Vincent Sheheen talks about his reasons for wanting the
Confederate flag removed from the Statehouse grounds Monday,
July 6, 2015, in Columbia, S.C. The South Carolina Senate
voted Monday to remove the Confederate flag from a pole on
the Statehouse grounds, though the proposal still needs
approval from the state House and the governor.
— The push to remove the Confederate flag from the grounds of
the South Carolina Statehouse is about to clear its first hurdle.
But even if a
bill to bring down the rebel banner passes the state Senate as
expected Tuesday, it faces a less certain future in the House.
37-3 on Monday to take down the flag and the pole it flies on,
both of which were erected in 2000 as part of a compromise that
involved removing the flag from atop the Statehouse dome. The vote
was well over the two-thirds majority that will be needed Tuesday
to send the bill on to the House.
But while that
means debate would begin Wednesday in the House, it is far from
clear whether a vote will take place the same day — or what the
vote will be. House members appear to be less unified.
behind closed doors Monday and struggled to reach a consensus on
what to do next. Some, including Speaker Jay Lucas, have not said
how they will vote.
One idea being
floated is to keep the pole and put a different flag on it: the
U.S. flag, the South Carolina flag or a flag that may have been
flown by Confederate troops but is not as divisive as the red
banner with the blue cross and white stars.
Saxon, left and Wayne Whitfield, both of Anderson, S.C.,
discuss the Confederate flag on the South Carolina
Statehouse grounds with Brodrick S. Hall of Atlanta, right,
on Monday, July 6, 2015. Lively discussions on the flag took
place on the grounds took place outside the state house
where lawmakers debated whether the flag should be removed
from the downtown Columbia complex.
meanwhile, say both the flag and flagpole must go, House Minority
Leader Todd Rutherford said.
and Gov. Nikki Haley agree. If the bill passes and Haley signs it,
the flag would be lowered for the last time and shipped off to the
state's Confederate Relic Room, not far from where the last
Confederate flag to fly over the Statehouse dome is stored.
Carolina Senate today rose to this historic occasion, with a large
majority of members from both parties coming together in the
spirit of unity and healing that is binding our state back
together and moving us forward in the right direction," Haley
said in a statement.
came at the end of a day of debate in which several white senators
said they had come to understand why their black colleagues felt
the flag no longer represented the valor of Southern soldiers but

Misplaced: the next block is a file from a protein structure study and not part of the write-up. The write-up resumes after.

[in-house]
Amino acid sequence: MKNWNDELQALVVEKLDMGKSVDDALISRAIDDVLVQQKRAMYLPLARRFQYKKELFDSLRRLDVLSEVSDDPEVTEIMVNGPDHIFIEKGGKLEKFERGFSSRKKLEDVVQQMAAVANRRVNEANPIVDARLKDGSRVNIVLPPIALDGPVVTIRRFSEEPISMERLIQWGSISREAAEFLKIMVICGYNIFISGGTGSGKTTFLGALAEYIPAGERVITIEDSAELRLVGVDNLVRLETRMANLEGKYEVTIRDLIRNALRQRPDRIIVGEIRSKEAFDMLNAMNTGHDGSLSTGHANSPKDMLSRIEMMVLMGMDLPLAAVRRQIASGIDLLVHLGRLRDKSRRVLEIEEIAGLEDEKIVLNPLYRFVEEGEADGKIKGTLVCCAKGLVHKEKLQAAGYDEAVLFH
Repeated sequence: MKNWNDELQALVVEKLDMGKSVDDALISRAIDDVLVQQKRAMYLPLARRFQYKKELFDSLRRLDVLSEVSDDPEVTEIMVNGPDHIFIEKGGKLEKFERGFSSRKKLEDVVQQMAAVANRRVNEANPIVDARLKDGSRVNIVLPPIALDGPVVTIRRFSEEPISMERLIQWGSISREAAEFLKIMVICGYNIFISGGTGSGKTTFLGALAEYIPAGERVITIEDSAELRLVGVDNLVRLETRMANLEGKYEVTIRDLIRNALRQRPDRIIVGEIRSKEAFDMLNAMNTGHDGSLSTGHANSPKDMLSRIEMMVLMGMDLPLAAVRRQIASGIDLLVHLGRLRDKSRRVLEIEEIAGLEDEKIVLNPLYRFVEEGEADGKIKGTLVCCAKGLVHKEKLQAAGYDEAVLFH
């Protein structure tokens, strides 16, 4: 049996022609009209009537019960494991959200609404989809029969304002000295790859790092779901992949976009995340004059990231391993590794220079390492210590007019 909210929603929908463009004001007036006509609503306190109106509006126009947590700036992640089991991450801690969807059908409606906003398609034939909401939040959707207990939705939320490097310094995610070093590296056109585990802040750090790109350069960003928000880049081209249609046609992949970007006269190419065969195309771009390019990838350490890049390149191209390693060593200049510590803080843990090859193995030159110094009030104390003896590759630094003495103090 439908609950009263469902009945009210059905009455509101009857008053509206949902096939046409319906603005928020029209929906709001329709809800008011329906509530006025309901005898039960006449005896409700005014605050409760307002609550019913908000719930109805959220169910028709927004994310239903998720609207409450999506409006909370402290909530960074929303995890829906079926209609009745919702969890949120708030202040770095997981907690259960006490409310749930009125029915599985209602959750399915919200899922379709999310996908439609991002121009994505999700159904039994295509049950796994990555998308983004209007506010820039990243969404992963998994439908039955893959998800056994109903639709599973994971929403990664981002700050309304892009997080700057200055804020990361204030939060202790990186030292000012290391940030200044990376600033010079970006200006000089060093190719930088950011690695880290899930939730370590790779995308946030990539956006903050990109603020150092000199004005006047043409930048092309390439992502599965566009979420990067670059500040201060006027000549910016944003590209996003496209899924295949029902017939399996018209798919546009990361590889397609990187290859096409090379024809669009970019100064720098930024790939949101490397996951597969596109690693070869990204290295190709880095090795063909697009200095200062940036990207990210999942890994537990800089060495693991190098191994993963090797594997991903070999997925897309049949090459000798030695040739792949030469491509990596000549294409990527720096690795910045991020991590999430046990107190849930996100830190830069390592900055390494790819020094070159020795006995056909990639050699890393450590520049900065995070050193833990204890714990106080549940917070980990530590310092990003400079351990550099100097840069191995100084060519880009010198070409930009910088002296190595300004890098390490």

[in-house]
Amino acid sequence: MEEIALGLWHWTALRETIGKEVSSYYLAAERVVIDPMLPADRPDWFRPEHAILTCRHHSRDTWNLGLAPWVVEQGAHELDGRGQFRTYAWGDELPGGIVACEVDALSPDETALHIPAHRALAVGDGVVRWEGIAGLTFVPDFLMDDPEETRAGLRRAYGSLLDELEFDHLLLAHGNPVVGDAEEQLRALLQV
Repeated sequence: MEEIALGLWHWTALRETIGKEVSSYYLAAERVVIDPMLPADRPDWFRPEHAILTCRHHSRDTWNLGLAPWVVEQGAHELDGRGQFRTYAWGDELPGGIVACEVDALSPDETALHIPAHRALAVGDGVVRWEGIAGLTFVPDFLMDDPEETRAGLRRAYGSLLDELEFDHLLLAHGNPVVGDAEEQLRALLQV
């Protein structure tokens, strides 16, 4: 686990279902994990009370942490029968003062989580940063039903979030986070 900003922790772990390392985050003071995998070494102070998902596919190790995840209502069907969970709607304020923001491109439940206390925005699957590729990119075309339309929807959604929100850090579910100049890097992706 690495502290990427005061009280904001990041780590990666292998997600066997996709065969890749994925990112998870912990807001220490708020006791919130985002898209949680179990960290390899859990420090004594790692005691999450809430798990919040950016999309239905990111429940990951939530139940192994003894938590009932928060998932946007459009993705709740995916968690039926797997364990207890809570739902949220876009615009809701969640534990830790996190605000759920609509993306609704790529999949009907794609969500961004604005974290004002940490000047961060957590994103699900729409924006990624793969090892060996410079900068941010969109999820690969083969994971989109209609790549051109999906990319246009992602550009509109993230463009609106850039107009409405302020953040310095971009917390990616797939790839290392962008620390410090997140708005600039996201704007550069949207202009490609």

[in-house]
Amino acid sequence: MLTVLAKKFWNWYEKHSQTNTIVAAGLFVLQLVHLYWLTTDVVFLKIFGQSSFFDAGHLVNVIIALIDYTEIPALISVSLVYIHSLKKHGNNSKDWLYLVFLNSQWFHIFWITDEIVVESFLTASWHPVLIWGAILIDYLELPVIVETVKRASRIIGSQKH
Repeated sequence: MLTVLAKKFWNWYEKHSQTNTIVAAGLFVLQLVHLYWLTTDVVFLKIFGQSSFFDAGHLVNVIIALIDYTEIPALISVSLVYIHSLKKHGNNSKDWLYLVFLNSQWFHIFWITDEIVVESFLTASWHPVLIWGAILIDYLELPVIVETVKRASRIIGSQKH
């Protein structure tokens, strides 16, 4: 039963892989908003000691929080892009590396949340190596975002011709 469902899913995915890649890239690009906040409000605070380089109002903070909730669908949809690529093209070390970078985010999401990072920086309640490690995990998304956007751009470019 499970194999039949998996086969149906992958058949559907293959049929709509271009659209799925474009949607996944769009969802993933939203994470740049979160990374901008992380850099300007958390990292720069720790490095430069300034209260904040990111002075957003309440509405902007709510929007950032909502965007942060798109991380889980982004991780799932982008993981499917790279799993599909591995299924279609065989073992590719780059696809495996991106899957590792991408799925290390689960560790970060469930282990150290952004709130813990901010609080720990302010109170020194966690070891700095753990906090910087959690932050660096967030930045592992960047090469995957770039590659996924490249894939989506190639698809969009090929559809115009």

the racism that led the South to separate from the United States
more than 150 years ago.
As the senators
spoke, the desk of their slain colleague, state senator and the
Rev. Clementa Pinckney, was still draped in black cloth. Pinckney
and eight other black people were fatally shot June 17 during
Bible study at a historic African-American church in Charleston.
Authorities have charged a man who posed for pictures with the
rebel banner. Police say he was driven by racial hatred.
said the grace shown by the families of the victims willing to
forgive the gunman also changed their minds.
a Monday, June 22, 2015 file photo, South Carolina Gov.
Nikki Haley, center, is applauded during a news conference
in the South Carolina State House, in Columbia, S.C. Haley
said that the Confederate flag should come down from the
grounds of the state capitol, reversing her position on the
divisive symbol amid growing calls for it to be removed.
"We now have
the opportunity, the obligation, to put the exclamation point on
an extraordinary narrative of good and evil, of love and mercy
that will take its place in the history books," said Sen. Tom
Davis, a Republican.
After the vote,
Sen. Vincent Sheheen, a Democrat whose suggestion that the flag be
taken down while running for governor last year was called a
"stunt" by Haley, was given a high-five from a fellow
it would happen, but never this fast," Sheheen said.
The House could
pass the Senate bill without changes. If members alter the Senate
bill, senators could either accept the changes or send the bill to
a conference committee to hash out the differences.
rejected three of its own amendments. One would have put a
different Confederate flag on the pole. A second would only fly
the flag on Confederate Memorial Day, and the third would leave
the flag's fate up to a popular vote.
State Sen. Lee
Bright, who suggested the popular vote, said the Confederate flag
has been misused by people like Dylann Roof, who is charged with
murder in the church shootings.
against taking it down in this environment than any other time
just because I believe we're placing the blame of what one
deranged lunatic did on the people that hold their Southern
heritage high," said Bright, a Republican.